On the Badgers’ 15-5 closing kick, Brown, Hayes and Koenig scoring 13 of the points.

“These were what NCAA Tournament games come down to,” Villanova coach Jay Wright said. “Down the stretch, they made two great offensive plays, two great defensive stops, and that was the difference in the game.”

Wisconsin’s opportunity for advancement appeared to be fleeting as the second half progressed. Koenig picked up his second and third foul and was forced to sit at 16:58, only to be called back into duty at 14:10 with the struggles of true freshman D’Mitrik Trice. Twenty-nine seconds later he was back on the bench after picking up his fourth on an offensive foul.

While on the bench, the senior watched Villanova take the lead on the next possession – its first since the 13:10 mark of the first half – and looked poised to close the door. 

“I knew that's not how my career was going to end,” Koenig said. “I knew that when coach gave me the opportunity to get back in there, I was going to make something happen. 

Koenig returned just after the Wildcats’ lead grew to seven and went to work. Following a layup by Hayes, Koenig hit a jumper – his first points of the second half – and a 3-pointer from the corner tied the game at 57 with 3:27 remaining 

Happ’s driving layup on the next possession put the Badgers back in front 59-58, and Koenig hit another 3-pointer - his third of the game – to put the Badgers up 62-59 after Hayes collected a pair of offensive rebounds.

In between those Wisconsin scores was a block by Happ on guard Donte DiVincenzo (15 points), a block by Hayes on Hart and aggressive defense that allowed no made field goals. UW held Villanova to 22 points in the paint, outscoring then by 10.

“We got better at the point of attack of trying to stop some guys,” Gard said of the second-half defense. “We allowed too much of an angle to the rim at times … There's been a lot teams having a hard time keeping them out of the paint, and we were able to shore it up enough down the stretch to be able to catch them and hang on.”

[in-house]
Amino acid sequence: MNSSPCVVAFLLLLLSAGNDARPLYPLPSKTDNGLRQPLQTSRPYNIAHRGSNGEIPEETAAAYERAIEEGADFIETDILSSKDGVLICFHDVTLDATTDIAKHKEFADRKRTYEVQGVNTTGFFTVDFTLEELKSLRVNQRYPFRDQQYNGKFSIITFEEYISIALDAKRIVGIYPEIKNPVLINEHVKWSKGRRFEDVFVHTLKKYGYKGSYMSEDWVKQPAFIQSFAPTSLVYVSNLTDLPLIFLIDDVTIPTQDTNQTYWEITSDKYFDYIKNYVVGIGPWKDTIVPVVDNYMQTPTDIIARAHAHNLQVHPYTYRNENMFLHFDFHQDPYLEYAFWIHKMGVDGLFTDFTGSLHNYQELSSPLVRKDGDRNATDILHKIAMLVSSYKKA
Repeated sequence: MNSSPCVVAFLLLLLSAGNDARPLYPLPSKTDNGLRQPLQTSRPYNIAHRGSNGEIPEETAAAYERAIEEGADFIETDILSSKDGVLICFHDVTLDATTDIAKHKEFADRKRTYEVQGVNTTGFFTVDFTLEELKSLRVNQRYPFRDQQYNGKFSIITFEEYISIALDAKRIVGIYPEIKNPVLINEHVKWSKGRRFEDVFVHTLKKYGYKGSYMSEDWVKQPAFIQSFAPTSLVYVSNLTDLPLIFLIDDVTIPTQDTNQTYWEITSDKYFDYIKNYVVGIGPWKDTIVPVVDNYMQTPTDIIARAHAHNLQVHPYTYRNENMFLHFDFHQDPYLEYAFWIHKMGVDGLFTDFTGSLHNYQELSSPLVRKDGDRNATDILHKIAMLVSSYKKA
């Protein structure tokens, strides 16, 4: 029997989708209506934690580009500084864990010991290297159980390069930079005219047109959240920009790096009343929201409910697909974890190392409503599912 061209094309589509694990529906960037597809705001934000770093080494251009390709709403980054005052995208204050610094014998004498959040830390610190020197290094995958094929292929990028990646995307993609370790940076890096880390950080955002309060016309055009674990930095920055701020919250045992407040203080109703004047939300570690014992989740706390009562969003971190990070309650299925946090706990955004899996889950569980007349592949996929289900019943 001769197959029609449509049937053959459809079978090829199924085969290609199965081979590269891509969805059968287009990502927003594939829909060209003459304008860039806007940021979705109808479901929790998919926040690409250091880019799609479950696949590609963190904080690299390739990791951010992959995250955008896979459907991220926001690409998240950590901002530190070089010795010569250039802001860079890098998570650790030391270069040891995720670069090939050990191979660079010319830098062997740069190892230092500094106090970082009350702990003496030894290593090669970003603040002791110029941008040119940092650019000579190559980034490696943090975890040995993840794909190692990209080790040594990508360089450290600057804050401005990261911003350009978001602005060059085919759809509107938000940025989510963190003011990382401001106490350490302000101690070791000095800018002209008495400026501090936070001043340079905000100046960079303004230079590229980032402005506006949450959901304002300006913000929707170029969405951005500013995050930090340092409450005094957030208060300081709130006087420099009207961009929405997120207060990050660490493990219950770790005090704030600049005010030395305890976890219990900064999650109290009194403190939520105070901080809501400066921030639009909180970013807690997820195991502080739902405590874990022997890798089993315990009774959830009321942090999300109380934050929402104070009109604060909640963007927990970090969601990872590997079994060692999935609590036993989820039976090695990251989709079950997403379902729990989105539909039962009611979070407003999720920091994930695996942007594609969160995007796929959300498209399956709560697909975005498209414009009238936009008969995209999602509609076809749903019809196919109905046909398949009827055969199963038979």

Villanova wouldn’t go quietly. Jalen Brunson (11 points) spin move on Zak Showalter in the paint gave him space to hit a left-handed lay-up cut the deficit to 62-61 with 1:39 remaining. Following a pair of empty possessions, Villanova’s trap on Koenig just past midcourt led to a turnover and free throw opportunities for DiVincenzo. The 70.9 percent free throw shooter went 1-for-2, tying the game with 36.4 seconds remaining.

That set the stage for some more March Wisconsin magic.

“I told these guys I don't care where we're seeded. We have to win six games,” Gard said, becoming the first coast since Gonzaga’s Mark Few to advance to the Sweet 16 in his first two seasons. “Let's start with these two this weekend.”

The first half was a combination of factors for Wisconsin, which led by as much as 20-12 with 9:23 remaining. UW started 8-for-12 and finished 13-for-24 but went just 1-for-4 from the line and committed eight turnovers that led to 12 Nova points. 

Missing nine of their first 12 shots and 15 of its first 21, Villanova shot 29.6 percent in the first half got its first 17 points from a combination of Hart and DiVincenzo, but the turnovers and going 7-for-10 from the free throw line kept the Wildcats in striking distance.

Wisconsin also survived without much of a low-post presence after Happ sat for the final 11:49 with two fouls. UW scored six points in the paint in its first six possessions but had only eight in the next 22.

In two N.C.A.A. tournament games, Happ has played less than 18 first-half minutes because of foul trouble. The only benefit was that the sophomore was fresh, scoring a pair of paint buckets prior to the first media timeout to give the Badgers a 37-33 lead with 16:12 remaining.

It was a sign that Wisconsin had become callused through a season full of trying moments.

“When somebody gets in foul trouble or someone is not playing well, we've done a lot better of job picking each other up and trying to stay positive the whole game,” Koenig said. “At times it does get a little impossible to do that. We just stick together.”